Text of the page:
Hello Mr. Williams. I am a skeptic, I try to find answers for the whys and wherefores, and when I discover the answers...they can be quite shocking. If I told you what has happened in the past, what is going on behind the scenes of the U.S. government, and what is happening now.....you wouldn't believe me. I can't explain everything in a few lenghty paragraphs, I can only throw out things randomly, like tiny pieces of a big puzzle.

    See you on the site my friend, I like your movie critiques. :) I'm going to China for my vacation to visit the largest pyramid on Earth. There sure are alot of pyramids around the world, perhaps I'll get a chance to see them all.
     
  6. painkiller64

    painkiller64 Avoid A Void

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    Re: Film: 2012

    not to butt in on your conversation there anthony and starbeast. i think we all know that there is a general scare all over the world with changes in climate, shifting of tetonic plates, all around global disaster of all sorts, i.e. volcanos erupting more, etc.

    i have not looked it up lately but are the planets really going to align with the center of the galaxy as has been noted over the past couple of years?

    being that the center of our galaxy as all others are super massive black holes. i wonder if the stressors from that with all other planets aligning could bring more catastrophe?!

    not just venus being brighter but mars is also. can scientist explain that about he plaents.?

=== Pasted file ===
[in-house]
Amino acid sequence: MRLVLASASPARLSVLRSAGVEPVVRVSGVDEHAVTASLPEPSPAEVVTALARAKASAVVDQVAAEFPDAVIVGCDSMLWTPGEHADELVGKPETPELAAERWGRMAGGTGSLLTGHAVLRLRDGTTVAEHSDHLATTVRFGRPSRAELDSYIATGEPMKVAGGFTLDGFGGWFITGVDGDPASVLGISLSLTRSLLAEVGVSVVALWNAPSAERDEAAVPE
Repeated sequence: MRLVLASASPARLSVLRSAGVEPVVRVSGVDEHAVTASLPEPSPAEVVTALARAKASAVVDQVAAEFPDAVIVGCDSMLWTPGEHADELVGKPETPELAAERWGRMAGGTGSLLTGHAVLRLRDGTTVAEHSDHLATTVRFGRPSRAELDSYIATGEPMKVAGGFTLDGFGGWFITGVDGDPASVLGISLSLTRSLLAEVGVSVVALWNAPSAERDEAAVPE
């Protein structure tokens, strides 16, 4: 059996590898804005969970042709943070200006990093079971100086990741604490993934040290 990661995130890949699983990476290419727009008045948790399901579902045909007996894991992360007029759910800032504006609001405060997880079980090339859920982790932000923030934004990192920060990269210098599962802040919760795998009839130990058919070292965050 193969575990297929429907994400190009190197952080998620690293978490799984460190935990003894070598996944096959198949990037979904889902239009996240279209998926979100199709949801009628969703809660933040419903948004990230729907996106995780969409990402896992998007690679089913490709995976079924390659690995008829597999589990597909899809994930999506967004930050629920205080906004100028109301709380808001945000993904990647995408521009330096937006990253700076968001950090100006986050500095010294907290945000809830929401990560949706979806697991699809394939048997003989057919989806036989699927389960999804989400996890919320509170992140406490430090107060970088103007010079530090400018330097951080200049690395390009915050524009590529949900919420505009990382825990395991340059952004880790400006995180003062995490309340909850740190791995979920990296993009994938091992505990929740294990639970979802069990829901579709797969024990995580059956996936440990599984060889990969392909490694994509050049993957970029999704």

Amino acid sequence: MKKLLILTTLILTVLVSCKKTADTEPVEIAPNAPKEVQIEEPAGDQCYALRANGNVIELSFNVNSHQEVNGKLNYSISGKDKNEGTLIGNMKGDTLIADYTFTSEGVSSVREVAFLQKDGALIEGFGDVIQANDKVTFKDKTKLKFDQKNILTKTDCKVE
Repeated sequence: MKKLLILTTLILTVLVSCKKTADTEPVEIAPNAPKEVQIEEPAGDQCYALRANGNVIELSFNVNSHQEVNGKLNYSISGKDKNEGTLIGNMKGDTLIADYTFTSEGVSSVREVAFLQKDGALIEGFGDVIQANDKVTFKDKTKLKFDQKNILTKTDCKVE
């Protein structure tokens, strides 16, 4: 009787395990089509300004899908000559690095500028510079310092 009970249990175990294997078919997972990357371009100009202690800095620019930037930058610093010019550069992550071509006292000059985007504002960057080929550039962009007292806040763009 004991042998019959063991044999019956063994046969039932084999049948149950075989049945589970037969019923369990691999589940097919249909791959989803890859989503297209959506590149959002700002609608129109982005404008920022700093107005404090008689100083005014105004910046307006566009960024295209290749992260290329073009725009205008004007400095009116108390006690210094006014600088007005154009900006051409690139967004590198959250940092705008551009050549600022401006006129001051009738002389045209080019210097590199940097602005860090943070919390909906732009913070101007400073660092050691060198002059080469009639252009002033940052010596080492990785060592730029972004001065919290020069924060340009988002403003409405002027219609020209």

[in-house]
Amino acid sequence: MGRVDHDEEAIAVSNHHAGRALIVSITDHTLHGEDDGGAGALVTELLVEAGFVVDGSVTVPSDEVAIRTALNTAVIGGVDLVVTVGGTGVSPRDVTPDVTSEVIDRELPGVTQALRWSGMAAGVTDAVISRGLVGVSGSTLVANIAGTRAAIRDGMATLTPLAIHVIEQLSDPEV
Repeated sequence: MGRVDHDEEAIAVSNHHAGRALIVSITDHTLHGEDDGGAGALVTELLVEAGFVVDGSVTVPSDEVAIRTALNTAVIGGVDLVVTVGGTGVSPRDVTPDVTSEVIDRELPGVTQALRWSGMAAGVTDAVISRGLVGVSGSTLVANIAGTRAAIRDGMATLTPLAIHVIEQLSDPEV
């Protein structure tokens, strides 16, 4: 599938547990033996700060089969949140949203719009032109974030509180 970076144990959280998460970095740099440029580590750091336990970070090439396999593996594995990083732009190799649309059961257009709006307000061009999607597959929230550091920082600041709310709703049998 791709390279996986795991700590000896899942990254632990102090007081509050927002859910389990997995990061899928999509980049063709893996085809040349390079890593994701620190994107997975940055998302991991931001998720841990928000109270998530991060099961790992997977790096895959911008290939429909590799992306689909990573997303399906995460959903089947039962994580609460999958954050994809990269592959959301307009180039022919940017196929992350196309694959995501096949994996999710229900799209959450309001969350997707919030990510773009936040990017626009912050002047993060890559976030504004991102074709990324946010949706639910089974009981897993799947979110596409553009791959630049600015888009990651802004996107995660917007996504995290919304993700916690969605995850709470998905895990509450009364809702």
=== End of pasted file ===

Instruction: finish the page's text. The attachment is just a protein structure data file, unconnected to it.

7. Anthony G Williams

    Anthony G Williams Greybeard Writer

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    Re: Film: 2012

    The effects of gravitational forces are not exactly rocket science: they were spelled out by Isaac Newton 300 years ago. They are very well understood and can be calculated precisely as far as astronomical bodies are concerned: this is the way in which some of the invisible (to the naked eye) planets were found. Such forces pose no threat to the Earth, whatever alignments take place.

    The brightness of Mars also varies, just like Venus, on a regular schedule depending on the relative positions of the planets and sun. This has no significance whatsoever.

    The climate is changing for well-understood reasons and if it goes on uncontrolled, this could indeed cause very serious problems for humanity.

    I have seen no evidence that the Earth is experiencing more tectonic activity than usual. Even if it were, that would not necessarily be significant, merely the kind of fluctuation which has gone on for millennia.
     
  8. Starbeast from Planet X

    Starbeast from Planet X Benevolent Galaxy Being

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    Re: Film: 2012

    Agreed. And the upcoming 11 year cycle solar flares are going to be rough on our satellites too.